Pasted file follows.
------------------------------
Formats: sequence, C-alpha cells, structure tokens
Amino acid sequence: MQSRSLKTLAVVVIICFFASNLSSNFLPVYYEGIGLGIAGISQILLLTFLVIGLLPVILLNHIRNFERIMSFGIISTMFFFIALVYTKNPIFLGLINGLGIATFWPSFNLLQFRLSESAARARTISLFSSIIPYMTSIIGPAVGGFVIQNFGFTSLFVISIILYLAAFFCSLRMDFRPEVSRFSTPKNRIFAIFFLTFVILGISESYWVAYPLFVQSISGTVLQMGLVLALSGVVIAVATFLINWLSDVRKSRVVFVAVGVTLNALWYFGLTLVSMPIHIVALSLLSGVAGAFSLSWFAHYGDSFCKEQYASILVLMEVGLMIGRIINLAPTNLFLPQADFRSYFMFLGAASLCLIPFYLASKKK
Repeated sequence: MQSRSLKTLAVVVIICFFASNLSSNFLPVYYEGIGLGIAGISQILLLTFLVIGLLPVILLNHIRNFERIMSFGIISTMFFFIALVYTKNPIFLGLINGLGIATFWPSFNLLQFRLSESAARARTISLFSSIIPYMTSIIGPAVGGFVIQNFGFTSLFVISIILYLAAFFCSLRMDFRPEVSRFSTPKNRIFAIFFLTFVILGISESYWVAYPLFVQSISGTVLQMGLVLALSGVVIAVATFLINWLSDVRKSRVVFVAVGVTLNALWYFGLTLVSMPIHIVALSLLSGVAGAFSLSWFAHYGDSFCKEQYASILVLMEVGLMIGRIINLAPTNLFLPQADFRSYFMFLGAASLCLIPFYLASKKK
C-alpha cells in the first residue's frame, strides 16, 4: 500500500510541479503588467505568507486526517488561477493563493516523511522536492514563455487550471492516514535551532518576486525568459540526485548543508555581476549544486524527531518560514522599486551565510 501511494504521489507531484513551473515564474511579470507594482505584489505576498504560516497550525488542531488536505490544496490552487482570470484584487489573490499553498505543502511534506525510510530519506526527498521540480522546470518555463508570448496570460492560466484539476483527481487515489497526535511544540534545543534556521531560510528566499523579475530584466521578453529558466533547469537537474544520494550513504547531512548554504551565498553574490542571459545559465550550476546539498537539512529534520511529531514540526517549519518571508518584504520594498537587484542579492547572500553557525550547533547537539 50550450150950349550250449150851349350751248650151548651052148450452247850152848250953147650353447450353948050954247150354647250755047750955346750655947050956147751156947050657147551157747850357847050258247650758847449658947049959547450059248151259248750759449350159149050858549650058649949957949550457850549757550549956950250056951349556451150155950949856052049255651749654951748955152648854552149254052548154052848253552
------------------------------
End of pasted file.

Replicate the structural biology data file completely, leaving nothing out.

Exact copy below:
Formats: sequence, C-alpha cells, structure tokens
Amino acid sequence: MQSRSLKTLAVVVIICFFASNLSSNFLPVYYEGIGLGIAGISQILLLTFLVIGLLPVILLNHIRNFERIMSFGIISTMFFFIALVYTKNPIFLGLINGLGIATFWPSFNLLQFRLSESAARARTISLFSSIIPYMTSIIGPAVGGFVIQNFGFTSLFVISIILYLAAFFCSLRMDFRPEVSRFSTPKNRIFAIFFLTFVILGISESYWVAYPLFVQSISGTVLQMGLVLALSGVVIAVATFLINWLSDVRKSRVVFVAVGVTLNALWYFGLTLVSMPIHIVALSLLSGVAGAFSLSWFAHYGDSFCKEQYASILVLMEVGLMIGRIINLAPTNLFLPQADFRSYFMFLGAASLCLIPFYLASKKK
Repeated sequence: MQSRSLKTLAVVVIICFFASNLSSNFLPVYYEGIGLGIAGISQILLLTFLVIGLLPVILLNHIRNFERIMSFGIISTMFFFIALVYTKNPIFLGLINGLGIATFWPSFNLLQFRLSESAARARTISLFSSIIPYMTSIIGPAVGGFVIQNFGFTSLFVISIILYLAAFFCSLRMDFRPEVSRFSTPKNRIFAIFFLTFVILGISESYWVAYPLFVQSISGTVLQMGLVLALSGVVIAVATFLINWLSDVRKSRVVFVAVGVTLNALWYFGLTLVSMPIHIVALSLLSGVAGAFSLSWFAHYGDSFCKEQYASILVLMEVGLMIGRIINLAPTNLFLPQADFRSYFMFLGAASLCLIPFYLASKKK
C-alpha cells in the first residue's frame, strides 16, 4: 500500500510541479503588467505568507486526517488561477493563493516523511522536492514563455487550471492516514535551532518576486525568459540526485548543508555581476549544486524527531518560514522599486551565510 501511494504521489507531484513551473515564474511579470507594482505584489505576498504560516497550525488542531488536505490544496490552487482570470484584487489573490499553498505543502511534506525510510530519506526527498521540480522546470518555463508570448496570460492560466484539476483527481487515489497526535511544540534545543534556521531560510528566499523579475530584466521578453529558466533547469537537474544520494550513504547531512548554504551565498553574490542571459545559465550550476546539498537539512529534520511529531514540526517549519518571508518584504520594498537587484542579492547572500553557525550547533547537539 50550450150950349550250449150851349350751248650151548651052148450452247850152848250953147650353447450353948050954247150354647250755047750955346750655947050956147751156947050657147551157747850357847050258247650758847449658947049959547450059248151259248750759449350159149050858549650058649949957949550457850549757550549956950250056951349556451150155950949856052049255651749654951748955152648854552149254052548154052848253552